The bill establishes several new federal standards for lighting and household appliances.  Regarding lighting, the bill would create a new standard for outdoor lighting fixtures effective in 2011, with more stringent standards in 2013 and 2015.  Additionally, in 2012, new standards would take effect for some outdoor light bulbs and portable light fixtures (such as table lamps).  The legislation would also put new energy standards on appliances such as water dispensers, commercial hot food cabinets, and Jacuzzis.  Importantly, the bill requires the DoE to estimate the value of CO2 emission reductions achieved by these higher energy standards and these values would then be used to determine whether the standards should be made stricter.  The Federal Trade Commission would also begin labeling appliances to show their CO2 output.  The bill also allows the Federal Energy Regulatory Commission or the Attorney General of a State to bring action in U.S. district courts against any person who sells products not in compliance with energy standards under this Act.  Finally, the bill gives U.S. District Courts the authority to restrain persons distributing through commerce products which do not meet the energy standards of this section.  Members may have the following concern:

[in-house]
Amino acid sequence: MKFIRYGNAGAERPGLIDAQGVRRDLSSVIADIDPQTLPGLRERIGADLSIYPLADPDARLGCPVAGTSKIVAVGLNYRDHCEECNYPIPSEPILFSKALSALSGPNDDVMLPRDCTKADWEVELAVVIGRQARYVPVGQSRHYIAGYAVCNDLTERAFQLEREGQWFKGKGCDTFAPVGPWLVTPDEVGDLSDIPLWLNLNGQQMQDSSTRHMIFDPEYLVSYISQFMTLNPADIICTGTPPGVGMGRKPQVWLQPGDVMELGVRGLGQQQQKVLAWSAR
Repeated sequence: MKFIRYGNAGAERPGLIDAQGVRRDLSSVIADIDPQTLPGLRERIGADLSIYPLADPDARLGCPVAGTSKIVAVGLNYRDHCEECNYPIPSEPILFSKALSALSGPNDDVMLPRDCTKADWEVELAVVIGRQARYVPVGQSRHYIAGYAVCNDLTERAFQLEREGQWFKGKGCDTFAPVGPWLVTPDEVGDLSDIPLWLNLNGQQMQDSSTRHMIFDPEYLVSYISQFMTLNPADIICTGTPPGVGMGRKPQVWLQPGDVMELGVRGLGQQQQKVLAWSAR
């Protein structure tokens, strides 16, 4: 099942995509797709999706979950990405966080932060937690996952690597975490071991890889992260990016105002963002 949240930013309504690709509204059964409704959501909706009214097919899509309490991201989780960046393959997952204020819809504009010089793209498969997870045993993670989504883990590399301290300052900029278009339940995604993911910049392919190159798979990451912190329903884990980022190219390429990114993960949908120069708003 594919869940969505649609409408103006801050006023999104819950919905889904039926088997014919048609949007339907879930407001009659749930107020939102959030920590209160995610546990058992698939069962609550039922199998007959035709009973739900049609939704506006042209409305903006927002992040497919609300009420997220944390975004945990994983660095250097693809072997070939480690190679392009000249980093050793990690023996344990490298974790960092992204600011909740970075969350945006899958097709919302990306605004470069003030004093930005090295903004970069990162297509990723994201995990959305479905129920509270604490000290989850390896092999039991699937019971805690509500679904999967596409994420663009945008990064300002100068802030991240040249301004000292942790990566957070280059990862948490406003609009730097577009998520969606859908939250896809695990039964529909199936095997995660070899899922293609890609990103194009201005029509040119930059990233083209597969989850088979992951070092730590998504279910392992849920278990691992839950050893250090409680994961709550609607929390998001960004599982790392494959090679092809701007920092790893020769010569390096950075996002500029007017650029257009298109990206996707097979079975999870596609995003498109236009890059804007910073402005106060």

Ø       Excessive Regulation:  Some Members may be concerned that this section excessively regulates and increases the cost for a wide range of household appliances and would make it a federal crime for a person to sell appliances which do not meet the new energy standards prescribed in the legislation. 


Transportation Efficiency